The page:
I’m reluctant to share this one. While my heart was in the right place, I felt a flare of righteous anger. That type of anger feels right at the moment but often sours with consequences. I am not a hero in this story.
About two weeks ago, I was driving about 35 mph in a way that made me feel alive. Music high, smiling. Not in a hurry.
Her green sedan pulled alongside me in the lane to my left.
She held her phone, crying.
Her black hair reached her shoulders.
She tossed her phone in the passenger seat.
And unexpectedly looked toward me.
Tears on her face.
She nodded and wiped her eyes with a sleeve.
I let off the gas, and she raced away.
Five minutes later, I pulled into the lot.
And saw the green sedan there.
Life reminds me there aren’t many coincidences.
As I parked, I noted she was next to the store.
Cigarette in hand, nervous.
I watched a man pull up and exit his truck angrily.
He hissed at her in a way I couldn’t hear.
She flinched and looked down to the ground. Because of my childhood, I saw the backstory written plain. I already knew what her private life was like. This wasn’t the first time, nor the tenth.
The man gesticulated and shook.
Without thinking, I walked toward them.
“How are you?” I asked her.
She looked at me in surprise.
The man interrupted, “Who are you?”
I replied, “I am the man just in time.”
“For what?” He hissed at me.
“To do what I need to.” The anger flared in me.
I prayed he’d move toward me.
I walked to his truck and opened the driver’s door. “Get the eff out of here, sir.” I smiled like a predator. I admit that it felt good. I’m not sure what that says about me.
The woman watched, fearful of what her man might do.
She should have feared what I might do.
A man in Canada filled my head, his volatile narcissism unchecked, his multiple victims attempting to regain normal lives in his wake. The law does nothing to aggressively meet the abuser’s behavior in kind, even though that is what is needed. Another man was using his long familiarity with control and emotional abuse to impoverish his fleeing wife. Both honestly deserve a measured dose of Southern Justice. This might be my surrogate, one to catch my vengeance. I hoped so. Waiting for ‘someone’ to help might lead to never. I’d felt the burn inflaming me for some time.
“Get home in ten or else,” he told the woman.
“She won’t be there in 10. Or 60. Go.”
He paced around me and pretended to lunge as he did. I didn’t flinch. Ninety percent of all aggression fails to materialize. Had the ten percent emerged, Bobby Dean laid in wait, anesthetized against anything except immobilizing pain. I wanted him to lunge and make contact. The law allows us to defend someone else. If it penalizes me for acting on impulse, that’s fair.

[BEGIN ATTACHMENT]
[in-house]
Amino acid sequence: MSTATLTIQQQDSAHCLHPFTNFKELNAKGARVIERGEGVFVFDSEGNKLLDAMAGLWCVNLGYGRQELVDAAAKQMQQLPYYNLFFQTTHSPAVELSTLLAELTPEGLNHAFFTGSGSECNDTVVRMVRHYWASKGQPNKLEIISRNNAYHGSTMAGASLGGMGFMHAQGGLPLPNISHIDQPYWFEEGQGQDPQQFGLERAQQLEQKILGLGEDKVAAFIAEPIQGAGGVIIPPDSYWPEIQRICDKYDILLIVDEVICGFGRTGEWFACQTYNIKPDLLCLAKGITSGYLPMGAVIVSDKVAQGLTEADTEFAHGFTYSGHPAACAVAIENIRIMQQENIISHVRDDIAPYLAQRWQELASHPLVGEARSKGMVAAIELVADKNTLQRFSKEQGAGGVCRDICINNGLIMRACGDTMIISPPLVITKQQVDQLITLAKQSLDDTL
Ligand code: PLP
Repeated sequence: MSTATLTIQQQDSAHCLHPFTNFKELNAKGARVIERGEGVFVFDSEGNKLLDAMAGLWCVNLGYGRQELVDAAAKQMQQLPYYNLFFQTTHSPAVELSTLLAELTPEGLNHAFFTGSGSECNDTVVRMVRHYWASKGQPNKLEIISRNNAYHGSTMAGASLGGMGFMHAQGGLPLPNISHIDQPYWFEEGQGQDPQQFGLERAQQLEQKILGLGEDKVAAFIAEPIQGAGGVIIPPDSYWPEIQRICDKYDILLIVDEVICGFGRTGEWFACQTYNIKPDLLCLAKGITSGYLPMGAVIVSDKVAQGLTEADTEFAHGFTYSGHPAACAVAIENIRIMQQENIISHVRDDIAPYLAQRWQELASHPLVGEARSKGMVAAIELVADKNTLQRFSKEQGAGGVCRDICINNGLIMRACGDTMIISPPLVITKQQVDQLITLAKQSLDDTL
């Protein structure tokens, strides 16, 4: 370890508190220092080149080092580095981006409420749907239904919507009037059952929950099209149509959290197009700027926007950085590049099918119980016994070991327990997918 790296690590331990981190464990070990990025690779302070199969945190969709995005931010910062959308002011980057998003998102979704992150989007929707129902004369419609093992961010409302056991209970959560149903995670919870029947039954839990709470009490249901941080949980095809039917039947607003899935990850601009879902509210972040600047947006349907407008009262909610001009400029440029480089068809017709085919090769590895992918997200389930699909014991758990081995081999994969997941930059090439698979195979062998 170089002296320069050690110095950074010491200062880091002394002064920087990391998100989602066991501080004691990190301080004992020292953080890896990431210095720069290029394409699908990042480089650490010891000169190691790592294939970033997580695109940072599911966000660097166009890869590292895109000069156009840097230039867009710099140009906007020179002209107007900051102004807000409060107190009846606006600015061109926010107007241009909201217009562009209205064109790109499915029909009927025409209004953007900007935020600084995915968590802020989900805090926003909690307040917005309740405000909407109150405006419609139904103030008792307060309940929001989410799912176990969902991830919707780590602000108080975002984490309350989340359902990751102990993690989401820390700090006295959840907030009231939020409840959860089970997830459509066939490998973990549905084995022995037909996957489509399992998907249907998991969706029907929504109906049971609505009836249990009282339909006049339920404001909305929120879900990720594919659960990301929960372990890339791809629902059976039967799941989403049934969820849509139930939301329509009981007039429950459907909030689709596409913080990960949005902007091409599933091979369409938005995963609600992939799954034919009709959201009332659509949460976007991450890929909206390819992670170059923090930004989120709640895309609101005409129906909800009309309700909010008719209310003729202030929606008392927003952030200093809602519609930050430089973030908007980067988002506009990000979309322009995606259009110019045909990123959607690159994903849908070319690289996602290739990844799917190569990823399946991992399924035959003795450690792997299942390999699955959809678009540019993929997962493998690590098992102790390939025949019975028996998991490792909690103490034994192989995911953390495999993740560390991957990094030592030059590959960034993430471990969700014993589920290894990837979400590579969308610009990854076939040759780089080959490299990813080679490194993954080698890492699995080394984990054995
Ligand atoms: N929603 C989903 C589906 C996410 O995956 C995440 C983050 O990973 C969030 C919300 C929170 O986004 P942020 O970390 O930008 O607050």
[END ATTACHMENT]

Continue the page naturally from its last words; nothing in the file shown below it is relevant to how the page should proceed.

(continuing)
He got in the truck, slammed the door, and roared away. He put down his window momentarily and shouted the redneck equivalent of whatever angry, stupid people say. I laughed purposefully and ignored him.
The woman cried again.
“You know what you need to do,” I told her. “Today, before it’s too late. Do you have someone to go to?”
“Go there. And don’t go back to that. Do you need anything?”
“No,” she murmured.
“Go now in case he comes back.”
I didn’t enter the store.
I watched the black-haired woman get in her car and depart.
I saw a green car today and wondered if the woman was safe. And I wondered who the man’s next victim might be. That there will be is a certainty. I hope there’s a future me waiting for him. It’s evident that I will pull the curtain back and summon Bobby Dean.
My idle pacifist hands are anxious in an unexpected way.
Days later, I’m still thinking about how close I had to get to really hurting someone. And how the realization that the same Bobby Dean inside me was as guilty of the same misbehavior as the man was with his wife or girlfriend. He was a chronic abuser; ironically, I can channel that same energy to obliterate my doubts and step in on the other side of the situation.
There are no easy answers. But I do know that sometimes raw anger is appropriate. Sometimes it’s the only way. It’s not right, proper, or even intelligent. A lot of men need to spit blood to learn their lesson. And some men, men like me, ones who earned their abuse badges when younger, probably need to be more willing to violently be the one to administer a reminder.
PS I know that we’re supposed to call the police. But I also know that they constantly fail to protect people. The law exists to inhibit behavior, but it often does not remedy the need for immediacy. A few weeks after my surgery, I got a reminder of how precarious the idea of safety can be. The flare that lit inside me of me hasn’t abated. As I said, I’m not sure how I’m supposed to feel about this admission.